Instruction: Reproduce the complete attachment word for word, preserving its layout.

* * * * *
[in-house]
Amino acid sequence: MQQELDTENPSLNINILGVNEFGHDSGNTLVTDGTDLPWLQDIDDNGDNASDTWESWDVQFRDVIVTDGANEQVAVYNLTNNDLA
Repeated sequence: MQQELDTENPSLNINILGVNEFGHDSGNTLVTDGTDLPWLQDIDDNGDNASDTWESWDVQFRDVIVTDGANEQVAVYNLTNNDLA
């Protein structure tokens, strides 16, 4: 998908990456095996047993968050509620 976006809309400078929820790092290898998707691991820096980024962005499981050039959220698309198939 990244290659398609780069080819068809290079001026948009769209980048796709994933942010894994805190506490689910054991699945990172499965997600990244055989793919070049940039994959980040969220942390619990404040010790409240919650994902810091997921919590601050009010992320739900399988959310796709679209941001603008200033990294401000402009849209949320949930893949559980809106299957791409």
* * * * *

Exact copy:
[in-house]
Amino acid sequence: MQQELDTENPSLNINILGVNEFGHDSGNTLVTDGTDLPWLQDIDDNGDNASDTWESWDVQFRDVIVTDGANEQVAVYNLTNNDLA
Repeated sequence: MQQELDTENPSLNINILGVNEFGHDSGNTLVTDGTDLPWLQDIDDNGDNASDTWESWDVQFRDVIVTDGANEQVAVYNLTNNDLA
């Protein structure tokens, strides 16, 4: 998908990456095996047993968050509620 976006809309400078929820790092290898998707691991820096980024962005499981050039959220698309198939 990244290659398609780069080819068809290079001026948009769209980048796709994933942010894994805190506490689910054991699945990172499965997600990244055989793919070049940039994959980040969220942390619990404040010790409240919650994902810091997921919590601050009010992320739900399988959310796709679209941001603008200033990294401000402009849209949320949930893949559980809106299957791409």